Well over a year since the tragic death of a scooter driver and father of two on January 7 of last year, who was driving home from work at the Monte-Carlo Bay Resort when hit by a Mercedes G-Wagon in a Monaco tunnel, the driver of the car appeared in Monaco’s Palace of Justice.

The defendant, a 40-odd year-old Ukrainian national by the name of Dmytro, was drunk-driving home from celebrating Orthodox Christmas with his family when he strayed onto the wrong side of the road in the IM2S tunnel while accelerating beyond 85 km/h and colliding head-on with the scooterist.

54 year-old Hervé Algarra died at the scene, having suffered cardiac arrest moments after the collision with the very large SUV. He is survived by his wife and two sons. His widow and one son were present at the trial, alongside the victim’s parents-in-law.

Hervé Algarra

Dmytro initially continued to drive away from the scene and the victim, before stopping 174 metres further on. Dmytro was seen getting out of his vehicle on the video surveillance cameras, and seemed more concerned about the state of his expensive ride than that of the person he had just hit. Once the driver had inspected the side of the G-Wagon he returned to the victim of the crash, while still on the phone with a lawyer friend who had rented the SUV to the defendant without correct insurance.

Three years prior to the incident, Dmytro had already committed 60 road and traffic offences in France, Switzerland and Ukraine. The defendant is said to have relocated to nearby Eze-sur-Mer after the Russian invasion of Ukraine in early 2022.

In Monaco, Dmytro faced five charges; refusing to submit to a drugs test, refusing to submit to an alcohol screening test, driving without insurance, driving while under the influence of alcohol or drugs, and aggravated manslaughter.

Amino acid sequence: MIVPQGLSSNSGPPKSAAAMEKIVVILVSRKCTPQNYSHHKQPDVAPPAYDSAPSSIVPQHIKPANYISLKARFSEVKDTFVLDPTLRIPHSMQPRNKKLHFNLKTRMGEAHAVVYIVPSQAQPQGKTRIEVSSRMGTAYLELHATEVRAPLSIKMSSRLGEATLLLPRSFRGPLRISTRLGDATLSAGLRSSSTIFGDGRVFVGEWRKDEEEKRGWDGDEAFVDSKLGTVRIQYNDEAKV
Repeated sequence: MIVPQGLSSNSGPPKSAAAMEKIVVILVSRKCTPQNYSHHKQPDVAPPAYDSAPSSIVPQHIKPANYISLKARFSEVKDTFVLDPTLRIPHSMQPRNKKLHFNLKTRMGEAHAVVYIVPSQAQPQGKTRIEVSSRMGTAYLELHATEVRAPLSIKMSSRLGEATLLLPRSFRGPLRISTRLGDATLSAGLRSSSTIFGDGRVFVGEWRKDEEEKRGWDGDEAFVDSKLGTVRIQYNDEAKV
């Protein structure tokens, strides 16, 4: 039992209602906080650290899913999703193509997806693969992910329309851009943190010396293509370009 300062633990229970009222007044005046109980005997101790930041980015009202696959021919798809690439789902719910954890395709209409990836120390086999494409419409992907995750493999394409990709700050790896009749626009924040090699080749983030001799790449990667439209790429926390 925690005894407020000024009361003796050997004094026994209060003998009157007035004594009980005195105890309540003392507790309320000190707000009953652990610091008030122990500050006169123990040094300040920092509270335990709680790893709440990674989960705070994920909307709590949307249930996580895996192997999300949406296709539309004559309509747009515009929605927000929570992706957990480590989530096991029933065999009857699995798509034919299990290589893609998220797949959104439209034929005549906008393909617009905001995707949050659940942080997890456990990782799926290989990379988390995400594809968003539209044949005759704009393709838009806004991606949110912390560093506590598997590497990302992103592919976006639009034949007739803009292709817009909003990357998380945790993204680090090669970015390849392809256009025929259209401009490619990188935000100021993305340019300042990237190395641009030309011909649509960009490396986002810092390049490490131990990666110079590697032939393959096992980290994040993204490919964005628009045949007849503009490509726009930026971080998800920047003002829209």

The prosecutor requested five and a half years’ imprisonment with continued detention, a fine of 5,000 euros for lack of insurance and seizure of the vehicle. However, the judges decided to sentence Dmytro to five years behind bars with a committal warrant, a 2,000 euro insurance fine and a ban on driving in the Principality for five years.

The defence lawyer is said to have found the sentence harsh, and is considering appealing. The defendant and his team have 15 days to appeal, starting on Monday, March 11. In the meantime, Dmytro continues his detention in Monaco’s prison.

The death of Algarra was the first of six deaths on the roads of Monaco in 2023 alone, preceding the high-speed crash that claimed three lives in the Louis-II tunnel on April 1, and the more recent high-speed crash that claimed the lives of two IUM students on December 17. Alcohol was in the blood system of all three drivers involved in these fatal incidents.

Featured image by Jack Brodie: the Palace of Justice